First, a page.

29. Bridge: There are two boomer generation markets

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 the ACBL needs to target in its marketing stragegy plans. “There is no way in hell that I am at the same stage/age at 47 that a person at 64 is.” That’s Donna giving her reaction to the term “boomers” in a mind-changing blogwith implications for the ACBL.
Boomers ARE the logical prime marketing target for promoting bridge–I’ve always believed that–but you just can’t think of 46-64 as a single demographic. Don’t combine early 50s with over 60s in segregating age groups at competitions, for instance.
Boomers ARE the lost generation of bridge players who, on tumultuous college campuses of the 1960s, broke the chain of parents passing on bridge to children as part of the popular culture. That broken link needs to be restored. The link, however, is between Late Boomers and their parents. The Early Boomers, say 46 to 54 had nothing to do with their older brothers and sisters revolution.
Nor do those Early Boomers even approve, necessarily, of what their older siblings did in the 60s. As one said when I Googled, “I’m part of Generation X–I’m not a boomer!”
Likewise, older Boomers are critical of younger ones who benefitted from their culture-changing, women-liberating activities and now don’t appreciate what their older sisters and brothers did for them.
I wonder sometimes if ACBL’s marketing has been affected by AARP decisions? Back in 2006 they formed some kind of coalition to promote bridge which sounded promising–not sure what AARP ever actually contributed to promoting bridge. I’ve only ever seen one article about bridge in the AARP magazine in my years of subscribing.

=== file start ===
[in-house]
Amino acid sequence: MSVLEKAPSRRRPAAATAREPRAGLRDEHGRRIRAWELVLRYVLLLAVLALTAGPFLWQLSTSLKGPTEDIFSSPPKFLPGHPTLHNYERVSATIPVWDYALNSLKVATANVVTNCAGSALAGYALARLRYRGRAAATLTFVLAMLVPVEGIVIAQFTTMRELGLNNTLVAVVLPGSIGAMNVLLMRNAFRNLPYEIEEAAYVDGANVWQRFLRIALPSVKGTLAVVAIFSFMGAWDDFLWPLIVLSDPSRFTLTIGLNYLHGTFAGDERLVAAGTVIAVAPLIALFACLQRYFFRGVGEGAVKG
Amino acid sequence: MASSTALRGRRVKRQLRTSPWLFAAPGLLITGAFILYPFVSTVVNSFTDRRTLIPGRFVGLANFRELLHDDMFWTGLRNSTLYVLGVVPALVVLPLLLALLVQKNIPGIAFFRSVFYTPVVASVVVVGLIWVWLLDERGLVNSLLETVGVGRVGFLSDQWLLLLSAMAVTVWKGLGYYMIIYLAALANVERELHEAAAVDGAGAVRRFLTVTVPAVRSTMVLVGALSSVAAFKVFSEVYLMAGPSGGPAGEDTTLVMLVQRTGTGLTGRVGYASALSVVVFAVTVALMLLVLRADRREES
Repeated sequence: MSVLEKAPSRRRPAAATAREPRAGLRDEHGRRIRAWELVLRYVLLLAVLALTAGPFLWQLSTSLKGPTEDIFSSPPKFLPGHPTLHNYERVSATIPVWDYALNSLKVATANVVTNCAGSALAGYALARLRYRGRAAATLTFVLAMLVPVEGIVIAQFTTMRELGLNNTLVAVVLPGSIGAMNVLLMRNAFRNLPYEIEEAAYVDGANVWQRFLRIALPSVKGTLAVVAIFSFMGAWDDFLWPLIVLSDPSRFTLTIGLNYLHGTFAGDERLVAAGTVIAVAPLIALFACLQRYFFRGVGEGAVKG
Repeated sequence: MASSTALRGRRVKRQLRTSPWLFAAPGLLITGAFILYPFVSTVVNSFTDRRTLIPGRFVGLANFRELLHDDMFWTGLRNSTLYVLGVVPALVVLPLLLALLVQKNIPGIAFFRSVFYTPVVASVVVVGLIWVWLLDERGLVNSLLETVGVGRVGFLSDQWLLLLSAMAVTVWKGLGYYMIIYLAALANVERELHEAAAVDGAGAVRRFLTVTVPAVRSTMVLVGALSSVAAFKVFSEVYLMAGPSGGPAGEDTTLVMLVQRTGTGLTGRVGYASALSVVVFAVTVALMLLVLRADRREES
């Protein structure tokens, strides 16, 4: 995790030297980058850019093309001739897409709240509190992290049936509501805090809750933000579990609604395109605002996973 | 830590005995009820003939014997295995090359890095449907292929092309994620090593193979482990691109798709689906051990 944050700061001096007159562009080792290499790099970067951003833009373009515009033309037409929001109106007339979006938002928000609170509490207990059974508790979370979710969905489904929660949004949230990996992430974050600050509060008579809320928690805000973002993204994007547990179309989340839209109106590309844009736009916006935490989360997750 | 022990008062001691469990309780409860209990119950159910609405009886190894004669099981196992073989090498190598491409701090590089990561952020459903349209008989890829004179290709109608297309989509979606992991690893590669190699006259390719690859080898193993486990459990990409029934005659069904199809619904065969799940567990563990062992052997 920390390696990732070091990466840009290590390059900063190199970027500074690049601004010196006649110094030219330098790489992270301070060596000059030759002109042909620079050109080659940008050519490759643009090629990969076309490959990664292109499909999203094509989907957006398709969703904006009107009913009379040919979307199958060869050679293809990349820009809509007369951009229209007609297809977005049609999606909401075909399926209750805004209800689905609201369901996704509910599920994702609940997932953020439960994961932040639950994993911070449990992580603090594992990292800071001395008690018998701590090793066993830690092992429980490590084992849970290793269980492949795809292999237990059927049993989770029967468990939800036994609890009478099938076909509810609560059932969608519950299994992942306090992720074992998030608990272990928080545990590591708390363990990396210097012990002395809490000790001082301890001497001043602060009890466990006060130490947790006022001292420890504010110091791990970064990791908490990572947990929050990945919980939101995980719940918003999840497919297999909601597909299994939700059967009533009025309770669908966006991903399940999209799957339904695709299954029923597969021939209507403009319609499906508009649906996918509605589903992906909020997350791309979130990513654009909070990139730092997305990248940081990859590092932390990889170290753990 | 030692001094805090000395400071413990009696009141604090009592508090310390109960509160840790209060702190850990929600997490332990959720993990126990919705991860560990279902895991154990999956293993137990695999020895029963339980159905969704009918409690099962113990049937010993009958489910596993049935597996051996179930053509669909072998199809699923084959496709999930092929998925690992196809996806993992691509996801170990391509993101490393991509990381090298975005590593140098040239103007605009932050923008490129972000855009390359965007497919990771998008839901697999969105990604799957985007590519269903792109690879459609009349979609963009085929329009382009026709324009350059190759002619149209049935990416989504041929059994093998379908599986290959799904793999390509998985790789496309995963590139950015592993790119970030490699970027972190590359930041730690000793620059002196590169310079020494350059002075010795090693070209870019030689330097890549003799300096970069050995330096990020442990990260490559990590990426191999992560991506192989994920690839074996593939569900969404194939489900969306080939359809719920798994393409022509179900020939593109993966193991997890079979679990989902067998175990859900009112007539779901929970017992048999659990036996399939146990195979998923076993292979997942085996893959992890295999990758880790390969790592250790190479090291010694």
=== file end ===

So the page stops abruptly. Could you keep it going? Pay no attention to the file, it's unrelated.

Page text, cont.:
AARP used to be an organization for those 65 and older and then began wrapping its arms around younger and younger people, recruiting them to buy insurance and subscribe to their magazine. They are now down to 50!  I’ve read stories of women furious at even getting a promotional piece of mail from AARP when they turn 50!
Marketing bridge to boomers? Treat anyone under 55 as if they were part of Generation X–and don’t (as I read in a complaint about a bridge competition recently) lump 50-year olds in with up to 65 just because some sociologist calls them all boomers.
Anecdotally,  I find here in Florida, bridge-playing boomers in their 60s seem to be a growing group. And they participate at the senior centers. They probably feel good being the “youngsters” and I know I enjoy them–socializing and playing bridge with women young enough to be daughters.

Much younger than 60s? They’re not ready to be seen at senior centers.

The life-enhancing, mental benefits of bridge should be an inducement to all boomers to take up bridge. Don’t all boomers want to live forever? But I’m not sure people even think about end of life issues until they reach 60. I know I never did till I hit 70. That’s when I began to see bridge as possibly dementia-preventive as well as a great social thing to do.
*I neglected to copy the URL for the Donna blog and now I can’t find it again! Still trying and will add it to this blog if and when I do find it.

2 Responses to 29. Bridge: There are two boomer generation markets

  1. I agree — what we now need — and it requires a whole different PR campaign from AARP — are women (especially) under 55. I think the ACBL “was HAD” by the AARP in that connection they made a few years ago. All the AARP wanted from the ACBL was its mailing list.

  2. Gen-Xers shouldn’t get too aggrieved when the AARP celebrates their fiftieth birthdays for them. The organization is famous for its ability to track down anybody in the country who just turned 50–a friend joked that we’d have found Bin Laden a whole lot sooner if somebody had just thought to put AARP on the case.

    I’m starting to notice that women in their late fifties and early sixties who are retiring from their executive/professional careers are taking up bridge to keep their brains occupied. Maybe it’s the start of a trend.

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